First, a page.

There are many programs which provide a detailed of how to control your lust. In the book, “Sex is Not the Problem” written by Joshua Harris (2005) he states:

The “contract,” as we had come to call it, was a strict code of conduct, a list of promises that each of us was vowing to follow for the coming year.
We would read our Bibles every day.
Go to church every Sunday.
Memorize a passage of Scripture every week.
Fast every Tuesday.
Share our faith with one person each week.
We would watch any movies.
We wouldn’t kiss a girl.
We wouldn’t drink alcohol.
And we wouldn’t masturbate.

There are other methods to controlling lust. In fact there is a multitude of articles, books, magazines, sermons, lectures and so forth which provide methods and techniques to stop lust thinking. According to Pure Heart they suggest the following:

5. It's a sin. Jesus said to lust after a woman is the SAME THING as having sex with her. Lust and habitual masturbation are inseparable, and therefore it's a sin. It's time for Christians to stop calling sin "harmless fun," or "a bad habit," or any other name that hides what it is. STOP SINNING!
4. Bad habits. Masturbation is about selfishness and speed. Satisfying sex in marriage is about togetherness and stamina. Habitual masturbation will make you a less-desirable sexual partner. Your sin will rob your wife of pleasure! STOP SINNING!
3. Unrealistic expectations. If you masturbate every day, your body gets used to that amount of sexual release. Plus, your fantasy women will look perfect all the time, and they'll do whatever you want, whenever you want. It's easy to imagine that when you get married, you'll be able to have sex whenever and however you want. WRONG! Don't build unrealistic expectations into your mind or your body and it's not fair to your future wife. STOP SINNING!
2. It rules your life. Habitual masturbation quickly becomes your master. When will your next chance be? What can you watch, read or look at online to fuel your lusts? We are called to be Spirit-controlled, not lust-controlled. STOP SINNING!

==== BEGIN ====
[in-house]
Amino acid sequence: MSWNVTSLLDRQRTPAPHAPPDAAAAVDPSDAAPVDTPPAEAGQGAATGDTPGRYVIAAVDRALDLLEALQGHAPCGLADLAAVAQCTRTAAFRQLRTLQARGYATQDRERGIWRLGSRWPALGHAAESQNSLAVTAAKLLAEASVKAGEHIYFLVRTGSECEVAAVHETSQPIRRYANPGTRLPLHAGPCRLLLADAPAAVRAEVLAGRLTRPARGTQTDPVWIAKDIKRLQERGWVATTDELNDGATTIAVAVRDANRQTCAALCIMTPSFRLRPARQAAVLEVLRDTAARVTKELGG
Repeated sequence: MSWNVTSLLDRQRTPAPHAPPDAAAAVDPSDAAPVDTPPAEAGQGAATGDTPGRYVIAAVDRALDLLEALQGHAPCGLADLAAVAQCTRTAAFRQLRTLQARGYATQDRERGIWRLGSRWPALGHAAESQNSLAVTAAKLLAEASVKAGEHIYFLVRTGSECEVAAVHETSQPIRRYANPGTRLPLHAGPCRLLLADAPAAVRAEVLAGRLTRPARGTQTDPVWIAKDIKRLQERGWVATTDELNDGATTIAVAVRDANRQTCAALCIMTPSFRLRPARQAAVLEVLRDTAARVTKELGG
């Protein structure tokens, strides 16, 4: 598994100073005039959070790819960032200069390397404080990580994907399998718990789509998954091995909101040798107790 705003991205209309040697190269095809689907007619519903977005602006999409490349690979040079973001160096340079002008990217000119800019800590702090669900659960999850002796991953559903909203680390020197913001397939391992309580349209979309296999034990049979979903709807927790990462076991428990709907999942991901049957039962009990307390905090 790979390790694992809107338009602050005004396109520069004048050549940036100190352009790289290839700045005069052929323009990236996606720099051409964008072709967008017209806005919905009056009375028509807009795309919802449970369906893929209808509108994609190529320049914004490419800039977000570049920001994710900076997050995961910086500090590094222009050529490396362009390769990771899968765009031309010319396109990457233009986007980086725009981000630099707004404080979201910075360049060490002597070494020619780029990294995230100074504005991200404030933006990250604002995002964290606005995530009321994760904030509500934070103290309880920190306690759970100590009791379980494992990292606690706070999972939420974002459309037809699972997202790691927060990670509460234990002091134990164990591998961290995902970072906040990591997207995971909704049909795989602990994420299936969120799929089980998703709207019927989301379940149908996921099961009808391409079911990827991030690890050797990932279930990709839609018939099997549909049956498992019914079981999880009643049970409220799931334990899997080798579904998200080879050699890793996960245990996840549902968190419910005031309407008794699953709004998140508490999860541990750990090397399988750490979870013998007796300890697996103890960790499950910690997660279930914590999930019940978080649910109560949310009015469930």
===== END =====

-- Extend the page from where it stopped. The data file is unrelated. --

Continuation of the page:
1. For the children.  My son needs role models who are in the world but not of the world. He needs to know that his libido shouldn't be the driving force in his life. My daughters deserve to marry men who aren't controlled by lust, but who know that loving them involves a lot more than fulfilling selfish sexual fantasies. We in the church must be those role models. We must be raising the next generation to fight this war and not let Satan kick them in the tail. STOP SINNING!

It is important for the sexual addict and offender to find methods and techniques that will work to stop the lust and sexual fantasies in their everyday activities. It isn’t enough to follow the above suggested one, two and three steps to eliminate some of the problems associated with being a sexual addict and offender. It is important that addicts and offenders research on their own and find a connection where sobriety is obtainable. It does no one any good to have the knowledge of how not to lust or act out if they don’t apply what they learn to themselves.

Tomorrow, the many variables which sexual addicts and offenders are forced to deal with on a daily basis can be stressful, painful, hurtful, and so forth. Each day as I write in this series it seems like I learn something new. I hope you feel the same way.



 

 Lawrence W. Daly
253-852-6702 B/P
253-852-6704 Fax
Kent, WA